• Team TBD (1, TBD): Kyle Kaiser

All told that’s 17 full-season driver and team combinations confirmed and four additional part-time programs, at least, that are set. Several of those driver/team combinations will have engineering and strategist changes, as well.

In a minor note since our last update at Sonoma, Marco Andretti confirmed he won’t run No. 27 next year. Of note, Bryan Herta served as Andretti’s race strategist this year, although the car he was an entrant on was Alexander Rossi’s No. 98 car. Herta will continue his relationship with Andretti Autosport again next season.

WHAT’S LEFT TO SORT? NOT MUCH

Elsewhere, there’s only a handful of remaining question marks as the series hits mid-October, a rarity from past years and an illustration of the urgency to fill seats to get as much preparation time in testing with the new 2018 Dallara universal aero kit as possible.

NBC Sports expects 2016 Indy Lights champion and 2017 IndyCar rookie-of-the-year Ed Jones to be confirmed soon as second driver in Dale Coyne Racing’s No. 19 Honda alongside Sebastien Bourdais, with team personnel and Bourdais both having indicated a preference in keeping the Dubai-based Brit for a second year.

NBC Sports also expects Jones’ successor as Indy Lights champion, Kyle Kaiser, to have his future announced shortly in terms of which team he’ll step up to IndyCar with. It would not be a surprise if Kaiser does graduate along with Juncos Racing, although Kaiser is known to have talked to multiple teams. The Mazda Motorsports scholarship nets him $1 million for a three-race program, including the 102nd Indianapolis 500, with the driver then needing to secure additional funding for further races, as Jones and Pigot both have each of the last two years.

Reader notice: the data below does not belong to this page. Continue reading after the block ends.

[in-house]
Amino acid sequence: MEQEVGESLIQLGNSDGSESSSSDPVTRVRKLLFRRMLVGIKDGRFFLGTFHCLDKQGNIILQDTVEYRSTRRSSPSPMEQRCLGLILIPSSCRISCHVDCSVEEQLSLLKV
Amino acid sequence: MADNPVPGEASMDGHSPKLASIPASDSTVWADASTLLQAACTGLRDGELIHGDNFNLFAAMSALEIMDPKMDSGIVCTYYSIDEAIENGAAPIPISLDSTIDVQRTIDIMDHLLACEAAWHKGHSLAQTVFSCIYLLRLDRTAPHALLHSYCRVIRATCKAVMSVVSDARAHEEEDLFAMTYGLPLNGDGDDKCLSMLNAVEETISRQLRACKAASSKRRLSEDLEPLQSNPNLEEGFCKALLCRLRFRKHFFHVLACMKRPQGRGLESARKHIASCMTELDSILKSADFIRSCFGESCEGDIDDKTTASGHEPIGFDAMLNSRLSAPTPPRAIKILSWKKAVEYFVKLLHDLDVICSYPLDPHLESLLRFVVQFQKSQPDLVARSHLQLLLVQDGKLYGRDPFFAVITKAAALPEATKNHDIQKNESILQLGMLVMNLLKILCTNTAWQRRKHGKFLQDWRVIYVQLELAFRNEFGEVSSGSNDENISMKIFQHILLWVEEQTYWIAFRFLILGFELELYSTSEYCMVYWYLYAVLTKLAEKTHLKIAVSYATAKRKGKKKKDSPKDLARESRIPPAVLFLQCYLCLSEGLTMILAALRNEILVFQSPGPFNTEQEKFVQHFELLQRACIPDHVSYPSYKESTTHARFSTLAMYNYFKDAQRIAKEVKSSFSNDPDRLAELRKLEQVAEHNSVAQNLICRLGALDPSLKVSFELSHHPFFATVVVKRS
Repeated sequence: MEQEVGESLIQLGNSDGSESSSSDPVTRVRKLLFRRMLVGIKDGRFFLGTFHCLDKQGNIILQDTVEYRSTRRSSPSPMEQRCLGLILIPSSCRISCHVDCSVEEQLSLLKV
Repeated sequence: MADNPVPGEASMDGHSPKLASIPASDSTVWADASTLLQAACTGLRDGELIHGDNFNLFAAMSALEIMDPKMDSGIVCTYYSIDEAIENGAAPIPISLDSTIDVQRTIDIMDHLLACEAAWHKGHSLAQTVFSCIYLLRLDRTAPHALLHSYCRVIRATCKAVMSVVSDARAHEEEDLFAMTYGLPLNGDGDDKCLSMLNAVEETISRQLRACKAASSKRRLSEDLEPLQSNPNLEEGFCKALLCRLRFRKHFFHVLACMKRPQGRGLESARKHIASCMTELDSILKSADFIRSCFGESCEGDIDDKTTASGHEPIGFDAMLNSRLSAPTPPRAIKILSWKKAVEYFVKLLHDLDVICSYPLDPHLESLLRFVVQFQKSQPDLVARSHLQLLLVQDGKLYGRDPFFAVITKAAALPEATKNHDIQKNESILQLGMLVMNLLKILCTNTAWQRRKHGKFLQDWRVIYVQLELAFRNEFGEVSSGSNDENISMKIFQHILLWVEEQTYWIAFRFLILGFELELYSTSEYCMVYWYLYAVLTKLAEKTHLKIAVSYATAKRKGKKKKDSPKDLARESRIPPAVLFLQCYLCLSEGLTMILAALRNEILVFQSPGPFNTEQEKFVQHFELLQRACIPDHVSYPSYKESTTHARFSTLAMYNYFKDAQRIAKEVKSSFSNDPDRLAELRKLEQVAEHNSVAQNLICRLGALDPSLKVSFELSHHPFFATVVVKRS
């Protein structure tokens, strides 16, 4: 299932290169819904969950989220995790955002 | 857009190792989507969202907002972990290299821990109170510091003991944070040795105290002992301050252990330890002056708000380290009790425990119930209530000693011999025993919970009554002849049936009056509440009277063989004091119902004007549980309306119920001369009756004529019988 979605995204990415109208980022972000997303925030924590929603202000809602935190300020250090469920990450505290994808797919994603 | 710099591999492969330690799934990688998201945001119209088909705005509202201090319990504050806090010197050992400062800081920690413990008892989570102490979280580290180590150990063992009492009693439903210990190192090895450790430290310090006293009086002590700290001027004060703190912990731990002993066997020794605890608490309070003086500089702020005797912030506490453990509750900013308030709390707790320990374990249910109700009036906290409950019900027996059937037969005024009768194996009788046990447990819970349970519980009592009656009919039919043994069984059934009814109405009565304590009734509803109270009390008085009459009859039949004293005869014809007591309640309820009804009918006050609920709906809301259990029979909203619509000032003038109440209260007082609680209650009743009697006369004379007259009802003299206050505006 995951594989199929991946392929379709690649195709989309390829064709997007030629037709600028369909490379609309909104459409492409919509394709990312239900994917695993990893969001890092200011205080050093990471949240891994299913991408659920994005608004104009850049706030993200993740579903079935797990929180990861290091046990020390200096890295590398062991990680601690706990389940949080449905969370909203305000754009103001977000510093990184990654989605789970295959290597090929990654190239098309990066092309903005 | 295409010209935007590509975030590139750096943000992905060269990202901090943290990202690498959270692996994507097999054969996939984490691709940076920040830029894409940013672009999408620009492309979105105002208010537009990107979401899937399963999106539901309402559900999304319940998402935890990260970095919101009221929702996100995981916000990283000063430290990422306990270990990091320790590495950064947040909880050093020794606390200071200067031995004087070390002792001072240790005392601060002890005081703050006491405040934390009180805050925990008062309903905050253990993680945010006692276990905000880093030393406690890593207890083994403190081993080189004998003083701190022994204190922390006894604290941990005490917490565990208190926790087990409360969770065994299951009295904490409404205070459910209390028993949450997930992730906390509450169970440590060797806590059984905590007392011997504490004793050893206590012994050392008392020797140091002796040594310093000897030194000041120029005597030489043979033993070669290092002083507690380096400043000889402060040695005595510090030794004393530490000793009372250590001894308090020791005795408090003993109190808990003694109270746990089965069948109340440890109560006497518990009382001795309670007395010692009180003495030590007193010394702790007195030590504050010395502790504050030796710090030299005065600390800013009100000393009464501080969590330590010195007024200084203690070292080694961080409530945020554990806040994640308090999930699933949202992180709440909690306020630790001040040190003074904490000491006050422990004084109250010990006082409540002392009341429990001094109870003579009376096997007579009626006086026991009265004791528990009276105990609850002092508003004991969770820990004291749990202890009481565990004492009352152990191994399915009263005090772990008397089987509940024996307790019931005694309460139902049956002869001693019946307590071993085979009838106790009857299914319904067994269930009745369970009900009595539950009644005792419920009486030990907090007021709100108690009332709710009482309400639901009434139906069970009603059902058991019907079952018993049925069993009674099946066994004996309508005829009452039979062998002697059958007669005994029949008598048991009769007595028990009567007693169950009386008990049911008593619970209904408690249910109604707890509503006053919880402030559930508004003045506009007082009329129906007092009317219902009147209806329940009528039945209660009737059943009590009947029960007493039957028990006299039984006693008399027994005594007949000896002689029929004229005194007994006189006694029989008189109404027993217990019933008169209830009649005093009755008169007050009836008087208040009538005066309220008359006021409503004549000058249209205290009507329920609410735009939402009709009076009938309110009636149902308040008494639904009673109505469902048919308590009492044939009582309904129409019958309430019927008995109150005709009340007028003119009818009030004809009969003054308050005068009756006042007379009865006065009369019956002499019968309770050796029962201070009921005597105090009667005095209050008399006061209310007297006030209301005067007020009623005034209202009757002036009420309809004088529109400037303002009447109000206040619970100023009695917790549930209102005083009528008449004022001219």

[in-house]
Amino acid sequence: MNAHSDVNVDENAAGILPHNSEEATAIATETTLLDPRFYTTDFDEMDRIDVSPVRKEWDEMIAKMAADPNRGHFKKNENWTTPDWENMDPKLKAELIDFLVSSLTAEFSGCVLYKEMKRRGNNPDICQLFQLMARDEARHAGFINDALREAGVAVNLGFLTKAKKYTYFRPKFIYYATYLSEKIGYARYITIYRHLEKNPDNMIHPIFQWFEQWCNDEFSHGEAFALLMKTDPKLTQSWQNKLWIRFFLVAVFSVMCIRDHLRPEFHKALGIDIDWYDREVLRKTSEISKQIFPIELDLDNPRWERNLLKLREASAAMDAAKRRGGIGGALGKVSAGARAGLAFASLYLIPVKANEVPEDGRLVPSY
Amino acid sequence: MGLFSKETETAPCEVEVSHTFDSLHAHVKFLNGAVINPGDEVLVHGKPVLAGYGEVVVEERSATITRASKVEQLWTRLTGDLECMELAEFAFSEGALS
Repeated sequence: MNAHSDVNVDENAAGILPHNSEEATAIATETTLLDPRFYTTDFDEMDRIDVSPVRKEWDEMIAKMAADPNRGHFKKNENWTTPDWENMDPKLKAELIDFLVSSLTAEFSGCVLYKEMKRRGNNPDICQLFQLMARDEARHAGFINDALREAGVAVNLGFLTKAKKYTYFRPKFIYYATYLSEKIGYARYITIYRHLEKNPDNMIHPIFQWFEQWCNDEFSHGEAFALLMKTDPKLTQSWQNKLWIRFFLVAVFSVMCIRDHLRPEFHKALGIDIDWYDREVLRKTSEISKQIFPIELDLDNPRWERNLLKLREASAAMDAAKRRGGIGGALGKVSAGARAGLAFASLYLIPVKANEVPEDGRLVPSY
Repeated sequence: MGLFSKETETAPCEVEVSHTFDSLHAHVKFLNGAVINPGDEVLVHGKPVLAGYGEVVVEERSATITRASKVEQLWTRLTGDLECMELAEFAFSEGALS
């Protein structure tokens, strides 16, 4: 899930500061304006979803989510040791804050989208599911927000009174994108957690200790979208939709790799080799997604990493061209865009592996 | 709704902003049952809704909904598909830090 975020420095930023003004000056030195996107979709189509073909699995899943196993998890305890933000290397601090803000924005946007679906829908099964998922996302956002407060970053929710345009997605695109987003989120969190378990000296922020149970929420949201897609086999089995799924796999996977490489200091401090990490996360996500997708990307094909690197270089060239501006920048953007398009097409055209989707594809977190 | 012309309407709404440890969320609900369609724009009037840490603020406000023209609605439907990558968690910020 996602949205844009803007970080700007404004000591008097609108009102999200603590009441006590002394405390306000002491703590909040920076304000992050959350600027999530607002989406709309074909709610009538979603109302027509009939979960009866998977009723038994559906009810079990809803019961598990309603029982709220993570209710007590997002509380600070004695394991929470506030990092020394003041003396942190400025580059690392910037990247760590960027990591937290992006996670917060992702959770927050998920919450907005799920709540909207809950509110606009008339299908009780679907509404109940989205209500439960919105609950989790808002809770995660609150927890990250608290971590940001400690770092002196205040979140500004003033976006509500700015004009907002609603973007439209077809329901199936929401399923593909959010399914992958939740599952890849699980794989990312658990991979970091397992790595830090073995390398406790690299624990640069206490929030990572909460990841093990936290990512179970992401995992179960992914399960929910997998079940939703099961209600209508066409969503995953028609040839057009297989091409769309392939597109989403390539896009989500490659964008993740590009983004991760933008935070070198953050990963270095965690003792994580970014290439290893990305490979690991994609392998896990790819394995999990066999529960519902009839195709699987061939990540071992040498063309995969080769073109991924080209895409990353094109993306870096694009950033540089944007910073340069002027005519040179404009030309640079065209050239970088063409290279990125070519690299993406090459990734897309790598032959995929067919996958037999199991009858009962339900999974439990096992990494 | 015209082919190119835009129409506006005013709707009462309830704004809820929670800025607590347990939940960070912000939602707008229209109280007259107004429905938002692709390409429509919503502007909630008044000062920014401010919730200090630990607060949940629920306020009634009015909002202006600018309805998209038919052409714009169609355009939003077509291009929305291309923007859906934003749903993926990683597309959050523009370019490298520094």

The status of Brendon Hartley has now been thrown up as a slight question mark dependent on how his Formula 1 debut with Scuderia Toro Rosso goes at this weekend’s United States Grand Prix, and if Toro Rosso provides him a further race opportunity in one of the remaining three Grands Prix thereafter. Having been all-but-earmarked for Chip Ganassi Racing’s second seat in 2018, if an F1 offer comes, Hartley’s potential IndyCar bow could get delayed.

A McLaren-named entry competing either in the Indianapolis 500 or full-time seems further off than realistic for next year, McLaren’s Zak Brown told reporters on a teleconference this week. McLaren maintains an IndyCar technical presence though, via its McLaren Applied Technologies outfit.

What’s left then are the dominoes of whether Carlin’s IndyCar plans officially come to fruition as the team has gotten closer than it ever has to doing so, and who emerges in the second seats at A.J. Foyt Enterprises and Ed Carpenter Racing (road and street courses), respectively.

A number of young IndyCar veterans – Max Chilton, Charlie Kimball, Carlos Munoz and Conor Daly namely – are yet to land for 2018 and there’s no guarantee all four of them will be back in IndyCar next season.

There’s also a handful of young drivers, namely RC Enerson, Jack Harvey, Esteban Gutierrez, Santiago Urrutia, Zachary Claman DeMelo, Sage Karam and Matthew Brabham among others, who could well emerge in the frame for seats.

Gutierrez’s status seemed dependent on Mexico City being added to the 2018 calendar, and although the race still could be added, the fact neither is in place at this point doesn’t inspire as much confidence about his presence as a regular on the grid as it did earlier this summer.

All told, there’s not nearly that much to sort out as IndyCar’s grid for 2018 is looking very much close to set at this early stage of a long offseason.